Except for my son I was alone, concentrating solely on my “comeback” and being a dad. I did not make room for any feelings or thoughts or any other concerns for that matter. I was in a big rush to prove the doctor wrong. When I look back there are pros and cons here, and maybe I could have done things differently. But I did come back stronger, and mentally tougher, than ever. The issues with my back and left hand vanished. I had cheated death; I was reborn!
Three years after the accident I had to eat my own words. My luck had not stopped: I was about to be a dad to twins – a boy and a girl! But once again life took a turn: the twins were born extremely premature, in week 23. Our boy, our Leon (nicknamed ‘Lionheart’ by the doctors and nurses), our hero, only lived for ten weeks. He put up one big fight. Even though he was so small, he was the biggest fighter I had ever seen. I will always have those inspiring and brave moments with me. Our little boy had been in a war against himself. We as parents, doctors and nurses stood by him. But in the end, he had nothing left to fight with. He died in the arms of his mother with me holding his head.
For a moment all the world was right.
How could I have known you’d ever say goodbye.
And now I’m glad I didn’t know.
The way it all would end the way it all would go.
Our lives are better left to chance I could have missed the pain.
But I’d have to miss the dance.
(“The Dance” – Garth Brooks)
I never understood why people just lay down and cry, turn indifference and give up. But after losing my son I can relate. I gave up, I gave in, I was lying alone on a floor crying, crying for my son, crying for a family in chaos and even crying because I was born. Maybe I laid there for an hour before I ran out of the hospital. I did not bother to change clothes or shoes, I just ran from it all. I do know the ‘flight, freeze and fight’ theory; I tried it in practice many times during an eight-year career in the military. I think different situations need different solutions, and back then, through the chaos, stress and mess, I chose the wrong solution and ran. What can I say, other than you live, you experience, and you learn. From rock bottom, I did not see it, but this and the hours to come were life-changing for me. Deep down I found something. I was probably hoping to get as far away as I could, but with lack of food and I did not have the power to go further than eight kilometres.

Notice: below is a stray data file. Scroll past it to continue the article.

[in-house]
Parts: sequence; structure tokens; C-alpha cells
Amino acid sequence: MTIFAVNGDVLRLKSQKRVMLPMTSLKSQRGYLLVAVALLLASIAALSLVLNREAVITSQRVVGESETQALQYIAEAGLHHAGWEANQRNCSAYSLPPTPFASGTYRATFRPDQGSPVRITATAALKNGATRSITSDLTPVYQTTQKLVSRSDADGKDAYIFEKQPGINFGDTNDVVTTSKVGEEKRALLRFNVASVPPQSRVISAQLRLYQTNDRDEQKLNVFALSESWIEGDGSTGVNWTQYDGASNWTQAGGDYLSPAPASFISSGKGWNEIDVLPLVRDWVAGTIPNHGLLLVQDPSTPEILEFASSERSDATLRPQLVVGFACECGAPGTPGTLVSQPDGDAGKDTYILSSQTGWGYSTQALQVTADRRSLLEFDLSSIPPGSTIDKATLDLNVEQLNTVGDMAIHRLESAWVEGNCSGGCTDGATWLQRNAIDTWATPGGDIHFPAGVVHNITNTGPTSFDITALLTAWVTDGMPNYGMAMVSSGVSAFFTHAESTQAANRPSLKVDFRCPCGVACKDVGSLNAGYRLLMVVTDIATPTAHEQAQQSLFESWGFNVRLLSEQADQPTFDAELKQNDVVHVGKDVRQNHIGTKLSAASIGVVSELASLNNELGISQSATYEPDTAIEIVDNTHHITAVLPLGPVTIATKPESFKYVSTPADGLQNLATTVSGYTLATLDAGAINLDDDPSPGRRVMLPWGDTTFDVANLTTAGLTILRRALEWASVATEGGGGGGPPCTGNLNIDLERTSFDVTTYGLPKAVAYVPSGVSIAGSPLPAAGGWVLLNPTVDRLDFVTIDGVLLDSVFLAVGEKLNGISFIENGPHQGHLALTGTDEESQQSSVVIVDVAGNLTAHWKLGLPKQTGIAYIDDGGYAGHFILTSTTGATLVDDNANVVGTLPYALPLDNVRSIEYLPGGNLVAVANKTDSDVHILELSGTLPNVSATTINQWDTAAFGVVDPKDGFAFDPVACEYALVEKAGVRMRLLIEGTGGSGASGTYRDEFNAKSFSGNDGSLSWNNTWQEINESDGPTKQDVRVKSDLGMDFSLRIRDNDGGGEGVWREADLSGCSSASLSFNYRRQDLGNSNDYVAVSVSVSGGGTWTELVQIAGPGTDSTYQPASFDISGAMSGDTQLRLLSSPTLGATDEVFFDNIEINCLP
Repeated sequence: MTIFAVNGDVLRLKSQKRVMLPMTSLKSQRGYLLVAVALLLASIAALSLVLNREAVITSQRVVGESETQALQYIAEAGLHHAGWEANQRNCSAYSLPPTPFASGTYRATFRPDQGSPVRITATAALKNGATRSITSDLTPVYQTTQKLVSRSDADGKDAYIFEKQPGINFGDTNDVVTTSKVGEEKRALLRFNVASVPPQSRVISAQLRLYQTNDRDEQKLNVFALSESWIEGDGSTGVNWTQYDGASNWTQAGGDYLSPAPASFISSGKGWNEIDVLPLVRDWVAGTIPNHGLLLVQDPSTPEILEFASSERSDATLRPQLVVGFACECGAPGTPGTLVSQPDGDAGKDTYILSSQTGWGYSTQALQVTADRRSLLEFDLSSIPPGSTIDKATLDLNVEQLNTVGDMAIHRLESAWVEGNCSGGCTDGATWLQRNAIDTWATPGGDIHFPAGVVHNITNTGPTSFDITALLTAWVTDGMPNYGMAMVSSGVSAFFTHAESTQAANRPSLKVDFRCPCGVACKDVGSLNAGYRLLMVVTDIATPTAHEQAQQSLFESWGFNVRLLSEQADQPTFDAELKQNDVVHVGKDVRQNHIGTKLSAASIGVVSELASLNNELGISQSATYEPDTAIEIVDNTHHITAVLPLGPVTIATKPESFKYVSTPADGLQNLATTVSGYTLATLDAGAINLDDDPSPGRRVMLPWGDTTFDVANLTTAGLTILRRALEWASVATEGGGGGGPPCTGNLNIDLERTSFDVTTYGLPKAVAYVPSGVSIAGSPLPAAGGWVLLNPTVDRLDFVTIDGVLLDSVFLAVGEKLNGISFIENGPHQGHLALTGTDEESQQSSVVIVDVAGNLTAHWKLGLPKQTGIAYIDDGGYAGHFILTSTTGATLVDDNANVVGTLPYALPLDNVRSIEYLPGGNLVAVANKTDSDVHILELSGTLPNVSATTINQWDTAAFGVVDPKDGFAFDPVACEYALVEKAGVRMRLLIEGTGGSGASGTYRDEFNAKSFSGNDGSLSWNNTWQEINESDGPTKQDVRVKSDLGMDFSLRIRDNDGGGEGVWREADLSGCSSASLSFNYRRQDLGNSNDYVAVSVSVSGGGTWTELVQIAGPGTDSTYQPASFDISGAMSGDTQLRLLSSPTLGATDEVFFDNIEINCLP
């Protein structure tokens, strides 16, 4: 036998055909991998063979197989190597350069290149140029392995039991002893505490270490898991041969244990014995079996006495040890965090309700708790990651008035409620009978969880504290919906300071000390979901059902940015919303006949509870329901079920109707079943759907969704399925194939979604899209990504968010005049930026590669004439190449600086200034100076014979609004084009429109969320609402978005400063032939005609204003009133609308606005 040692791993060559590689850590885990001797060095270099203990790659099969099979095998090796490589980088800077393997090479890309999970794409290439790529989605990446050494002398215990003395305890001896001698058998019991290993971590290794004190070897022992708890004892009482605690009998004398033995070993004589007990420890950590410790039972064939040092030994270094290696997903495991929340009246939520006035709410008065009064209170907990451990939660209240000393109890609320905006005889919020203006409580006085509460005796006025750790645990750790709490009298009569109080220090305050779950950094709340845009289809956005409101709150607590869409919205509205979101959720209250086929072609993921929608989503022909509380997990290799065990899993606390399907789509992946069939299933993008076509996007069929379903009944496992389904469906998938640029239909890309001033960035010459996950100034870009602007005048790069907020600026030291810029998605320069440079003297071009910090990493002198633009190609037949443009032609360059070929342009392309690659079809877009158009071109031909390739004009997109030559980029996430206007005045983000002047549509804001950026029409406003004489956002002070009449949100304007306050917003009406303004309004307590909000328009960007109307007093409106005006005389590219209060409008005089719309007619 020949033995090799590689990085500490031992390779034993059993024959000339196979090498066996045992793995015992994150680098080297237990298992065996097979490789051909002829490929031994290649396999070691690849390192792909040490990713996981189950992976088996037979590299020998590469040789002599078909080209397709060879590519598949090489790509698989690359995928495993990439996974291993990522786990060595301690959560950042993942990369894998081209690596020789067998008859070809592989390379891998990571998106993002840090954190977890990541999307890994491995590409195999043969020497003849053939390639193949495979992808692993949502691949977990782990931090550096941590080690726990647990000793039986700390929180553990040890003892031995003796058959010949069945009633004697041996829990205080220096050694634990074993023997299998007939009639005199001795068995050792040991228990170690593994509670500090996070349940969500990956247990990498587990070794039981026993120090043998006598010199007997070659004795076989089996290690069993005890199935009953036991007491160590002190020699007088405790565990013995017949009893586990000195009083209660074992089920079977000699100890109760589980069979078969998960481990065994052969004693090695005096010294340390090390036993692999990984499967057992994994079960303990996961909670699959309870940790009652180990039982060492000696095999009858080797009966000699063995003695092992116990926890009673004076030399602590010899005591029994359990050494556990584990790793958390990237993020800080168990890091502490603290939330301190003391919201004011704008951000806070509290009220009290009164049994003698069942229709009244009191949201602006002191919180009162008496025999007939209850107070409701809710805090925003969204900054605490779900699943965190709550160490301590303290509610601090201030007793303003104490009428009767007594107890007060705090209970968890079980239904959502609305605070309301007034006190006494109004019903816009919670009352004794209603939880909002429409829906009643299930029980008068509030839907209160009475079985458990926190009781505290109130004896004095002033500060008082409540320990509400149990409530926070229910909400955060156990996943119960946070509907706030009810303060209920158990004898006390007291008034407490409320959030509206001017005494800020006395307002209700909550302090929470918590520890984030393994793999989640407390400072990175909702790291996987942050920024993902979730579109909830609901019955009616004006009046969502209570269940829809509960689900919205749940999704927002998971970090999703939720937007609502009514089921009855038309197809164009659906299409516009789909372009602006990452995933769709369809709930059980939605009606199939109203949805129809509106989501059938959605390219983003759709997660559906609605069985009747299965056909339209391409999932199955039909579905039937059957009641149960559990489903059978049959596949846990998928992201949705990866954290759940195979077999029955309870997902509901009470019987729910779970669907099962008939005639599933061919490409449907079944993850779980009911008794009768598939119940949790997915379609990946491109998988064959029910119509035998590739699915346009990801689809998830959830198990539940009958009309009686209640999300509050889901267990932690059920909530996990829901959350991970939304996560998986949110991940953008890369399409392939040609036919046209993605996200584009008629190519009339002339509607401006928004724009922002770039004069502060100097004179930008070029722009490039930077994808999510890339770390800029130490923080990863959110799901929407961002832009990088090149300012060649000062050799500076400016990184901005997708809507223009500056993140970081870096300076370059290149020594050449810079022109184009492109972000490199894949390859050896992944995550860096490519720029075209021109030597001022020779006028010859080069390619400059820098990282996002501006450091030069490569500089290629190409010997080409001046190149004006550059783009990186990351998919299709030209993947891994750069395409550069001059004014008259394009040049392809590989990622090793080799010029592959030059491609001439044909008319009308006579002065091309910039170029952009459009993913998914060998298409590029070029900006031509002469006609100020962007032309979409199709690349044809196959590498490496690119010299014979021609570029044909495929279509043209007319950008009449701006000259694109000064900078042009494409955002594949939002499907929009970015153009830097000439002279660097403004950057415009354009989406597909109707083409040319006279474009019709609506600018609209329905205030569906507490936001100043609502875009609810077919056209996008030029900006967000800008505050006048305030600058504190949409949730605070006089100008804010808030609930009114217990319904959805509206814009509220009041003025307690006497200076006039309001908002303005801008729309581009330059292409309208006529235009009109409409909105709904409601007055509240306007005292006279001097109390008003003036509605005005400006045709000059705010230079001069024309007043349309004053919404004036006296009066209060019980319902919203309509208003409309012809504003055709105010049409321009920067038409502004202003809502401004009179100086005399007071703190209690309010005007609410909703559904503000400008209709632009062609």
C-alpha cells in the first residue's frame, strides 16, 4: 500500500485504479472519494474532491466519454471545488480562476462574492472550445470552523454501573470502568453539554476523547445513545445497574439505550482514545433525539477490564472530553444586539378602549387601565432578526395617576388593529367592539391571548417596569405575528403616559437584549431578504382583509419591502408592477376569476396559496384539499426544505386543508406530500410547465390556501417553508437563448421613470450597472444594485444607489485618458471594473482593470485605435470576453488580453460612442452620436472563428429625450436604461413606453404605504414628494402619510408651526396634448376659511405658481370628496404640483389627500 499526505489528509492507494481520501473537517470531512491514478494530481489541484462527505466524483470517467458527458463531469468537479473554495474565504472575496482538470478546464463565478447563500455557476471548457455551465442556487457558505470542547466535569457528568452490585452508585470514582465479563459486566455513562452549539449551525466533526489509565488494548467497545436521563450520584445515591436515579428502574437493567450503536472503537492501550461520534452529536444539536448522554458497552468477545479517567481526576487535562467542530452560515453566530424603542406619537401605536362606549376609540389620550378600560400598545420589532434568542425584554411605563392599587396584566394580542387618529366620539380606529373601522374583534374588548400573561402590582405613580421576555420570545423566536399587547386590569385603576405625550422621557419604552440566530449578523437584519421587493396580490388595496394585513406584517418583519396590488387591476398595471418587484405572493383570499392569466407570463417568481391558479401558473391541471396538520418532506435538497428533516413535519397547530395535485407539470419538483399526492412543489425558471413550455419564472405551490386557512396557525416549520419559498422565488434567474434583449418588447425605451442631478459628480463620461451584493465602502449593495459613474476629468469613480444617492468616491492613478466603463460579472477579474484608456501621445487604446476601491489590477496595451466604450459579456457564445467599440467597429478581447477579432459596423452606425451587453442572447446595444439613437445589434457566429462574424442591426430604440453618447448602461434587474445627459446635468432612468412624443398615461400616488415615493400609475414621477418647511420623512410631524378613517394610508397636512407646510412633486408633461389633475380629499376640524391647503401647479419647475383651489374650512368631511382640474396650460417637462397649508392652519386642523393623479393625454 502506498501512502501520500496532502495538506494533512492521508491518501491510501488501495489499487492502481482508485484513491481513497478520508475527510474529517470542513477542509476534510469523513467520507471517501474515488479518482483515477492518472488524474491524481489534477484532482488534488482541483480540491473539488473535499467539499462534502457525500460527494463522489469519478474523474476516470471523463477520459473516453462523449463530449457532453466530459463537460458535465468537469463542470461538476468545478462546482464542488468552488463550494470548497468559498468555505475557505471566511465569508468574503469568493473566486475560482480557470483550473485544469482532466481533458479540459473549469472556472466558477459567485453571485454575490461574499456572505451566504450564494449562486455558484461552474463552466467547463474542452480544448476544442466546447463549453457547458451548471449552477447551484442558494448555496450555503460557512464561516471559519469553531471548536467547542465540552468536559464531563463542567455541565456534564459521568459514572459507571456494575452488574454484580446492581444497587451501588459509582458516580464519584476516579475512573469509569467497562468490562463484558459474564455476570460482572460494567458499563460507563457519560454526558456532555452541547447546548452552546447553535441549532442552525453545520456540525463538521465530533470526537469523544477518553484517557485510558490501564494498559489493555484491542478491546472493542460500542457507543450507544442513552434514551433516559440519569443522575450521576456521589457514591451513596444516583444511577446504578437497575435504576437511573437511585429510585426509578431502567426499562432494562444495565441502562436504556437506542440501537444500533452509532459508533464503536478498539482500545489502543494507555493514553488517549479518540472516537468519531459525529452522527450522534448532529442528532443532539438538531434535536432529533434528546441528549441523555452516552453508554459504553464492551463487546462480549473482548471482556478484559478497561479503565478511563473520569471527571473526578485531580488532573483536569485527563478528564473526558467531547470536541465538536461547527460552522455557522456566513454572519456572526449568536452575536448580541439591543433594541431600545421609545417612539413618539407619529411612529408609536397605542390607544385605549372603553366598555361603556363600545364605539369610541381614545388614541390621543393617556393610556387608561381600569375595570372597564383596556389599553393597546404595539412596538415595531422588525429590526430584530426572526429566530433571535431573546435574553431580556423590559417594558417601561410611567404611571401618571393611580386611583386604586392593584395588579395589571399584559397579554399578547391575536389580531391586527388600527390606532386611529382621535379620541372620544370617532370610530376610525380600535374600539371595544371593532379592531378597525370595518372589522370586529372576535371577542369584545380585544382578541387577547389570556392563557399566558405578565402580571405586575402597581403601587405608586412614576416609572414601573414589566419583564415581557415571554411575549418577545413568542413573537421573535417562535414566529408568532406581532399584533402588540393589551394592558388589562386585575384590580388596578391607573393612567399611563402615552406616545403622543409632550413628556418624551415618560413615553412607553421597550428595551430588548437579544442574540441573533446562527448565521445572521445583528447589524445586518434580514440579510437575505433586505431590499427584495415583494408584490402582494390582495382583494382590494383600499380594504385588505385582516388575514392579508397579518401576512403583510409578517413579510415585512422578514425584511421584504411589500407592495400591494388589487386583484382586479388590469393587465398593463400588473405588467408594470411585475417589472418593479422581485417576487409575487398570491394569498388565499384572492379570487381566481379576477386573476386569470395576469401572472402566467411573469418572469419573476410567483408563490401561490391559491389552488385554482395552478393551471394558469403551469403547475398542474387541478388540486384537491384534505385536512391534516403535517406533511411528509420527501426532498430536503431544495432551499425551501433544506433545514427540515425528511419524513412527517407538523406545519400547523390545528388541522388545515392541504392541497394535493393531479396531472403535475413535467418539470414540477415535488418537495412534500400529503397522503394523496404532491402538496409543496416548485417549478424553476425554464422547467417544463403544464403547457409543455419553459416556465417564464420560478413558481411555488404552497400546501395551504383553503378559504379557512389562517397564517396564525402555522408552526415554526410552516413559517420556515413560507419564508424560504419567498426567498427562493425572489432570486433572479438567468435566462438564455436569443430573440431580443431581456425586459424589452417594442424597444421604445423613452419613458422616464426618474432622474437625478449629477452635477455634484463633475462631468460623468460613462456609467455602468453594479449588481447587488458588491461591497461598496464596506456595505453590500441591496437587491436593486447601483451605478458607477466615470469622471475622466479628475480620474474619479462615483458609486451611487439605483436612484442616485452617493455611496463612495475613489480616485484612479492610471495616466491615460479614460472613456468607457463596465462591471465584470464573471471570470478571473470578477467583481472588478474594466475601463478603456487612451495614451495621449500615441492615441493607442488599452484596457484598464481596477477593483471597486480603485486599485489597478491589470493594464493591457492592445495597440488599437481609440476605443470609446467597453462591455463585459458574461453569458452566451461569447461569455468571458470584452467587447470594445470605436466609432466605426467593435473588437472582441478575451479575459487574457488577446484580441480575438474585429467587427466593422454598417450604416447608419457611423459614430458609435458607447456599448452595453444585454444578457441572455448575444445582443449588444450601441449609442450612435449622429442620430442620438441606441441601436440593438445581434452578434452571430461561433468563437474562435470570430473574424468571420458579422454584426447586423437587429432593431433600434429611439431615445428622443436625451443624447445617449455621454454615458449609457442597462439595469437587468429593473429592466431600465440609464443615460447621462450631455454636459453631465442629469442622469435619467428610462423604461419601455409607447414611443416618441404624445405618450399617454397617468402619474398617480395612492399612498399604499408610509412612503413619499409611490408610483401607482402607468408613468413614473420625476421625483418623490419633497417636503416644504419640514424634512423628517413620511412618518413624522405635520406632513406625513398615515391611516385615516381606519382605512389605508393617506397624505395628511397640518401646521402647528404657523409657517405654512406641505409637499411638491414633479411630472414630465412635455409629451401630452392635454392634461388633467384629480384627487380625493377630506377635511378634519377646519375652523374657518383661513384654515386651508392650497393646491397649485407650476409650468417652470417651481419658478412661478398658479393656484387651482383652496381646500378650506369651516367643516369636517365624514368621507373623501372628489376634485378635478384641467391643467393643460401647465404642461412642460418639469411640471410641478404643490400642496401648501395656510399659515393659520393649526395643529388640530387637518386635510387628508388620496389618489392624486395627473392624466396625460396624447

It is all going to hell.
Lars, a friend, sent a text to check up on the kids (or maybe on me). I answered, “It is all going to hell.” Lars is a brave man and the first thing he did was call me. I did not want to pick up, but I did anyway and started to cry as I answered. He said what I did not want, but needed, to hear: “You get your shit together and run back to the hospital ASAP!”
I dried my eyes and started to run again – this time in the right direction, towards the hospital. I felt something; I got warm from the inside. It was time to man up for a fight. I could write so much about this time in my life – the letters, the notes, the diary we and the nurses made to our Lion, the feelings of strength and weakness – but we’d be talking of a book ten times bigger than this piece.
I continued to man up in the weeks to come. I took charge of the funeral. Pictures and videos were organised. I wrote a speech. We spent time with our dead son who looked like he was sleeping. We spent time with his twin sister. Grief on one side, happiness on the other since our daughter did gain strength and weight as time passed. (She is now seven years old and healthier than most!)
I’d had a lot of opinions about how I would react if I lost a child. But you have no idea unless you experience it. After the funeral, the priest said something I have taken with me and made mine: “The responsibility and happiness has got to be greater than the grief.”